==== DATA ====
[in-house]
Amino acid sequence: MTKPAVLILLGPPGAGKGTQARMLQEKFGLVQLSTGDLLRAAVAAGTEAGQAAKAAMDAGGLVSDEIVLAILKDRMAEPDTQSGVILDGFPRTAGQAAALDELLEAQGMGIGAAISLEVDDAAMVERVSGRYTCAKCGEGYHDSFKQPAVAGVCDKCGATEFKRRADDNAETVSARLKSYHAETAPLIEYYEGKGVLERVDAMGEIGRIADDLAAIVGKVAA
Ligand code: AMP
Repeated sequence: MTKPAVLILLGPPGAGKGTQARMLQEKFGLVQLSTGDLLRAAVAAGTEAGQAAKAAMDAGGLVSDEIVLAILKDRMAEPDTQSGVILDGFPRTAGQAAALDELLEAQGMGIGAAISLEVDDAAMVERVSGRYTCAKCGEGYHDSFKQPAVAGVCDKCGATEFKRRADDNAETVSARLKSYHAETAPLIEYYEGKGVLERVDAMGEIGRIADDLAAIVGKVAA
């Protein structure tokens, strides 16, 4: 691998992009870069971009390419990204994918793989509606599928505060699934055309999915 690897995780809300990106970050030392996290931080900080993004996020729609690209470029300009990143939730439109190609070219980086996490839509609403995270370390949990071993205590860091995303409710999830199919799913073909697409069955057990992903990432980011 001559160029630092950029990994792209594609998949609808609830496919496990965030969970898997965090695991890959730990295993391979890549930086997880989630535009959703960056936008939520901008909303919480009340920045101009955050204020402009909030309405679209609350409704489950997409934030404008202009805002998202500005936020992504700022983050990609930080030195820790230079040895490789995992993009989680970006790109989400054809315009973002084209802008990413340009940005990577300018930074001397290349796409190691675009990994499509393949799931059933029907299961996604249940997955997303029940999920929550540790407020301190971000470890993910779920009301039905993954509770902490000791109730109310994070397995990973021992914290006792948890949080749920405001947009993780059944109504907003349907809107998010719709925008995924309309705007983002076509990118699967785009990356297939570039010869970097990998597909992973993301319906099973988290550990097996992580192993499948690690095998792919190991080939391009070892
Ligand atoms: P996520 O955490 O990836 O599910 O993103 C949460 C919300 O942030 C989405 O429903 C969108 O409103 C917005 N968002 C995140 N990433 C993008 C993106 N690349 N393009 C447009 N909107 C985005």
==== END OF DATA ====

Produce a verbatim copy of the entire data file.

[in-house]
Amino acid sequence: MTKPAVLILLGPPGAGKGTQARMLQEKFGLVQLSTGDLLRAAVAAGTEAGQAAKAAMDAGGLVSDEIVLAILKDRMAEPDTQSGVILDGFPRTAGQAAALDELLEAQGMGIGAAISLEVDDAAMVERVSGRYTCAKCGEGYHDSFKQPAVAGVCDKCGATEFKRRADDNAETVSARLKSYHAETAPLIEYYEGKGVLERVDAMGEIGRIADDLAAIVGKVAA
Ligand code: AMP
Repeated sequence: MTKPAVLILLGPPGAGKGTQARMLQEKFGLVQLSTGDLLRAAVAAGTEAGQAAKAAMDAGGLVSDEIVLAILKDRMAEPDTQSGVILDGFPRTAGQAAALDELLEAQGMGIGAAISLEVDDAAMVERVSGRYTCAKCGEGYHDSFKQPAVAGVCDKCGATEFKRRADDNAETVSARLKSYHAETAPLIEYYEGKGVLERVDAMGEIGRIADDLAAIVGKVAA
């Protein structure tokens, strides 16, 4: 691998992009870069971009390419990204994918793989509606599928505060699934055309999915 690897995780809300990106970050030392996290931080900080993004996020729609690209470029300009990143939730439109190609070219980086996490839509609403995270370390949990071993205590860091995303409710999830199919799913073909697409069955057990992903990432980011 001559160029630092950029990994792209594609998949609808609830496919496990965030969970898997965090695991890959730990295993391979890549930086997880989630535009959703960056936008939520901008909303919480009340920045101009955050204020402009909030309405679209609350409704489950997409934030404008202009805002998202500005936020992504700022983050990609930080030195820790230079040895490789995992993009989680970006790109989400054809315009973002084209802008990413340009940005990577300018930074001397290349796409190691675009990994499509393949799931059933029907299961996604249940997955997303029940999920929550540790407020301190971000470890993910779920009301039905993954509770902490000791109730109310994070397995990973021992914290006792948890949080749920405001947009993780059944109504907003349907809107998010719709925008995924309309705007983002076509990118699967785009990356297939570039010869970097990998597909992973993301319906099973988290550990097996992580192993499948690690095998792919190991080939391009070892
Ligand atoms: P996520 O955490 O990836 O599910 O993103 C949460 C919300 O942030 C989405 O429903 C969108 O409103 C917005 N968002 C995140 N990433 C993008 C993106 N690349 N393009 C447009 N909107 C985005």